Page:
TEPCO officials cannot estimate how frequent water will be discharged from Fukushima Daiichi

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Workers at the Fukushima Daiichi nuclear power plant started up a water management system on Wednesday which will pump groundwater into special storage tanks in the hopes of preventing it from becoming highly contaminated after passing through the site.

The water is being drawn from 12 wells on the mountainside.  Workers will allow the pumping to continue for several days.

For the next month the radiation levels of the stored water will be tested.  If the groundwater contains less than 1 becquerel per liter of Cesium 134 and Cesium 137, 5 becquerels per liter of beta emitting materials, and 1,500 becquerels of tritium than it will be released.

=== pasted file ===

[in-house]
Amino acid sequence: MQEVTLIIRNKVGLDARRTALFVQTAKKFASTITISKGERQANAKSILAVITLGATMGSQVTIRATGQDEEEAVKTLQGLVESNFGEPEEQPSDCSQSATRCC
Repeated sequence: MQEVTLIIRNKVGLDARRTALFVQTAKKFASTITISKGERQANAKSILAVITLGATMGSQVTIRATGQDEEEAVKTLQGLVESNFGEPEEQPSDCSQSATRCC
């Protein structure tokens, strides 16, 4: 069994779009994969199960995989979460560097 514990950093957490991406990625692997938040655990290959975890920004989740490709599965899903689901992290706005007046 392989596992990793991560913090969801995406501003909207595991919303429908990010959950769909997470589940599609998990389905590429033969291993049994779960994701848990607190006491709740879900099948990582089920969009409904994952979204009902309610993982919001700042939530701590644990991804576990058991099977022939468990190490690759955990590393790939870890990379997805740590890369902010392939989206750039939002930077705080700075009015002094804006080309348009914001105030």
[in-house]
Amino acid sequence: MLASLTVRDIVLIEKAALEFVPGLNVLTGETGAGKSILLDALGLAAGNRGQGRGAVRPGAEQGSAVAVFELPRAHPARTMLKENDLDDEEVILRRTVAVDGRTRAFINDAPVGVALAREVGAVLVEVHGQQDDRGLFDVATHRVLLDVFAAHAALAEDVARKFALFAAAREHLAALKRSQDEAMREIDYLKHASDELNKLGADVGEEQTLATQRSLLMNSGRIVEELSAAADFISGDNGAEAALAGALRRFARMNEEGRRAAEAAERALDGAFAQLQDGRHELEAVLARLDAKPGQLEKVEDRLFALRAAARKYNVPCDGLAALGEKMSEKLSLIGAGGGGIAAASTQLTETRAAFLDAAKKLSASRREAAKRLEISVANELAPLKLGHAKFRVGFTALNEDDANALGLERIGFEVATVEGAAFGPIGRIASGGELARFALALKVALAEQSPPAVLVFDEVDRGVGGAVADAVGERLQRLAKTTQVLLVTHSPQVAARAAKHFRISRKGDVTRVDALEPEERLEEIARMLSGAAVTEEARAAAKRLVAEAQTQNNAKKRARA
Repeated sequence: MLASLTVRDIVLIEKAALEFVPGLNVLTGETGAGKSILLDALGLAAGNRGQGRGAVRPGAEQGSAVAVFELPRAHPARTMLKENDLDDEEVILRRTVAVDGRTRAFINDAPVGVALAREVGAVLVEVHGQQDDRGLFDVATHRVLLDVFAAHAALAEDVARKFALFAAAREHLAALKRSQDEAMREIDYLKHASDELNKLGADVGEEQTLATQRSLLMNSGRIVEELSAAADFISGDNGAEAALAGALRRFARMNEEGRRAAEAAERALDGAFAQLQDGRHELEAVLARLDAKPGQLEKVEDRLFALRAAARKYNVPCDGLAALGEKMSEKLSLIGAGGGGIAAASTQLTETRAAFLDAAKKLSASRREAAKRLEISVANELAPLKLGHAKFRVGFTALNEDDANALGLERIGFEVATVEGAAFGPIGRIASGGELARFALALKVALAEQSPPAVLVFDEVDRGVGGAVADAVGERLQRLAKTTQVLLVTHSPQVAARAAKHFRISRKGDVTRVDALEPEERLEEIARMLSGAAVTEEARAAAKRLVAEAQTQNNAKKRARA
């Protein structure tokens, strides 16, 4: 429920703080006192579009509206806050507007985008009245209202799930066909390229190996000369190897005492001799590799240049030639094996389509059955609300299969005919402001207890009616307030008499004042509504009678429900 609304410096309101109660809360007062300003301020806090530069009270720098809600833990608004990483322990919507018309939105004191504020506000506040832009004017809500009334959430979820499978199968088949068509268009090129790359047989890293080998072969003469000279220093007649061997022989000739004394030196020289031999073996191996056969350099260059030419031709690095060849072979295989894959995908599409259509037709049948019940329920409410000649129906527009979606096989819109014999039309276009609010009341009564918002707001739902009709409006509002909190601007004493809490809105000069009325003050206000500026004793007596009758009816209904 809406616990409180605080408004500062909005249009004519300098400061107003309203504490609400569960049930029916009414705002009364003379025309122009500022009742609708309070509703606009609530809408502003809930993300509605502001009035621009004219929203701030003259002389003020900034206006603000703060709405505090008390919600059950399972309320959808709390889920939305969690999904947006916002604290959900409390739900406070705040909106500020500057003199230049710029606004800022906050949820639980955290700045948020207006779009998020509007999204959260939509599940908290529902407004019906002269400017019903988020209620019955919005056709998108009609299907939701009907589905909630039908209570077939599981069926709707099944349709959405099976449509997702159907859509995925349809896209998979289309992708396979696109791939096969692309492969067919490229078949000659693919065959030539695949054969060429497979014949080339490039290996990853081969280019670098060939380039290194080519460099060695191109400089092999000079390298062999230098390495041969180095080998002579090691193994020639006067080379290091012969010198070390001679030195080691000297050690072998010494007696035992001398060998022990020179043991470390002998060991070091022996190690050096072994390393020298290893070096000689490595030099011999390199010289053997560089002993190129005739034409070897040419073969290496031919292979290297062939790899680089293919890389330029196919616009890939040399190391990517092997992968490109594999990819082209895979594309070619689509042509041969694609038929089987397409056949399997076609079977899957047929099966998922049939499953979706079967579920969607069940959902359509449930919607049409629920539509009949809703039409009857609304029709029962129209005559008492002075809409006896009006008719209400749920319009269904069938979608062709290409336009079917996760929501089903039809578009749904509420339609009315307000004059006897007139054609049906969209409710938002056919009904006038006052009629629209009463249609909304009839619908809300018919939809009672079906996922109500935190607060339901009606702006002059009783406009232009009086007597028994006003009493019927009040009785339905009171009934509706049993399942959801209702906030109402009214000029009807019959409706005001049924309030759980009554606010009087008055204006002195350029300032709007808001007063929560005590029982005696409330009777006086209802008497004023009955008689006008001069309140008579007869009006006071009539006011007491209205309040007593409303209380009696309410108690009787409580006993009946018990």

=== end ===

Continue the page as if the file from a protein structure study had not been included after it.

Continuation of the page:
Fukushima Daiichi Groundwater Pumping Operations
One of the wells used to pump groundwater

If the test pumping of water up from the ground is approved for release, Tokyo Electric hopes that it can reduce the amount of water flowing into the crippled reactor buildings by 100 tons per day when the pumping operations are in full operation.

TEPCO officials would not say how frequent water would be discharged from the facility into the Pacific Ocean once the system is in full operation.

Storage tanks used to retain groundwater pumped up from operations
Storage tanks used to retain groundwater pumped up from operations
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